How To Say No Politely | Are you a people pleaser? Do you have a habit of saying 'yes' to things, even when you really want to say 'no'? This post will teach you how to say no nicely, whether it's to a guy or girl you like, to your boss or colleagues at work, to family and friends, to food (especially to sugar, to alcohol, and to junk food!) that's offered during celebrations, and to people in all areas of your life. Learn to put these ideas into practice so you can live life authentically!

If you want to know how to say no politely, this post is for you!

I have struggled to say no to people for as long as I can remember. Call me obsequious, complaisant, or an annoying people-pleaser, but the idea of turning someone down when they’ve asked me to do something makes me feel uncomfortable, even when it means sacrificing time and energy I just don’t have. It feels so much easier to say yes in the moment, but when I do that, I inevitably end up spending a lot of time trying to get out of the things I’ve committed to but don’t have time for.

As I’ve gotten older and my schedule has gotten busier, I’ve been forced to step outside my comfort zone and resist my people-pleasing tendencies. And while it still makes me feel incredibly guilty, I’ve learned that it’s possible to say no without sounding like a jerk.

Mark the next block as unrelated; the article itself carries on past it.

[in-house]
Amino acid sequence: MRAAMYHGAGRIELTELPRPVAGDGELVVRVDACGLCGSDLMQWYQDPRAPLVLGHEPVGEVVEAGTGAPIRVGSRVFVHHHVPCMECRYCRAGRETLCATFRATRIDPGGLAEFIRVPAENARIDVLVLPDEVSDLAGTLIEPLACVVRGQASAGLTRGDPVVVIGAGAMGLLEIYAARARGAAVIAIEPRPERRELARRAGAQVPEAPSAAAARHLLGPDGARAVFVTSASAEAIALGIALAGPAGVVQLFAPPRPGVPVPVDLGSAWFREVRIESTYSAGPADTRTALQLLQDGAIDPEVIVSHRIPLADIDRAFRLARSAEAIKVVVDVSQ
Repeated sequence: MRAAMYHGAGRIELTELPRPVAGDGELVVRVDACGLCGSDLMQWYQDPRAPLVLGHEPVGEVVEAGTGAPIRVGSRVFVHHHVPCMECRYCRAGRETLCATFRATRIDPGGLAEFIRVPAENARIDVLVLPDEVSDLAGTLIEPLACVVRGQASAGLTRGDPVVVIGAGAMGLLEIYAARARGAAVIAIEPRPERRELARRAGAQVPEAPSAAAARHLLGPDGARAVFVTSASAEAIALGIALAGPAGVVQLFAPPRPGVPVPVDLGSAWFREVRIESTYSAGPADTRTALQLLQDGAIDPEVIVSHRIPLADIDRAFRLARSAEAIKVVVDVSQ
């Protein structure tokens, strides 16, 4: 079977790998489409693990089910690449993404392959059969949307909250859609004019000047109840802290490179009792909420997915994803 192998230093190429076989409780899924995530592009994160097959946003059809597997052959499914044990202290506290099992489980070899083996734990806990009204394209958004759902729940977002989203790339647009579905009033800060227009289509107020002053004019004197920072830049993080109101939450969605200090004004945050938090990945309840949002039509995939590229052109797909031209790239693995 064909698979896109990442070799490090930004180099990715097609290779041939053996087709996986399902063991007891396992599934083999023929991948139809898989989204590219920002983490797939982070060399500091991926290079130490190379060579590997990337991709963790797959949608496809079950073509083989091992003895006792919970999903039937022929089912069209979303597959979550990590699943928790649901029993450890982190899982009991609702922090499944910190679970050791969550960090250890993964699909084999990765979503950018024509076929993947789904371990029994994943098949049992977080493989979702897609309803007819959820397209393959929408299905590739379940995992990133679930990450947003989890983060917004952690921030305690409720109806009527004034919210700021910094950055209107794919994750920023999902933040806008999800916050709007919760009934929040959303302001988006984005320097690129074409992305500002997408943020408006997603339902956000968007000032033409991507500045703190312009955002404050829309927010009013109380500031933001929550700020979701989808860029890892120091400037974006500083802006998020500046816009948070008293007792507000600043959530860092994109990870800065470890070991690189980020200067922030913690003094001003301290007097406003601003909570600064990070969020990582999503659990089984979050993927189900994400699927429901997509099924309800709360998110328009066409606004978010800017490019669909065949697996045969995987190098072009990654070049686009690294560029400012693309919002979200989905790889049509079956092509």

If you want to know how to say no politely, these tips and ideas have been incredibly helpful to me, and I hope you find them just as useful!

How To Say No Politely

1. Preface it with a compliment
Whether you’re turning down drinks with the gals or a business opportunity you can’t squeeze into your schedule, try and start with a compliment to soften the blow. Tell your friends how much you miss them and that you can’t wait to see them once things settle down with your new job, and tell your business colleague that the opportunity he or she presented to you sounds incredibly exciting, and that you regret your busy schedule won’t allow you to participate. Taking the time to acknowledge the importance of what’s being asked of you goes a long way in validating the other person, allowing you to politely decline without causing hard feelings between the 2 of you.

2. Do it quickly
When someone asks you to do something you don’t have time for (or don’t have an interest in), your initial reaction may be to say yes before concocting a convincing reason to back out at the last minute. You may think you’re being kinder with your initial agreement to do the thing you’ve been asked to do, but if you want to know how to say no politely, authenticity is so incredibly important.

If someone asks you to do something and you can’t (or don’t want to) commit, be upfront with them as soon as possible. While waiting until the last minute to come up with an excuse may seem a lot less stressful to you in the moment, it’s highly unfair to the other person. The more notice you give them, the more likely they will be able to find someone else to fill your shoes.

3. Be honest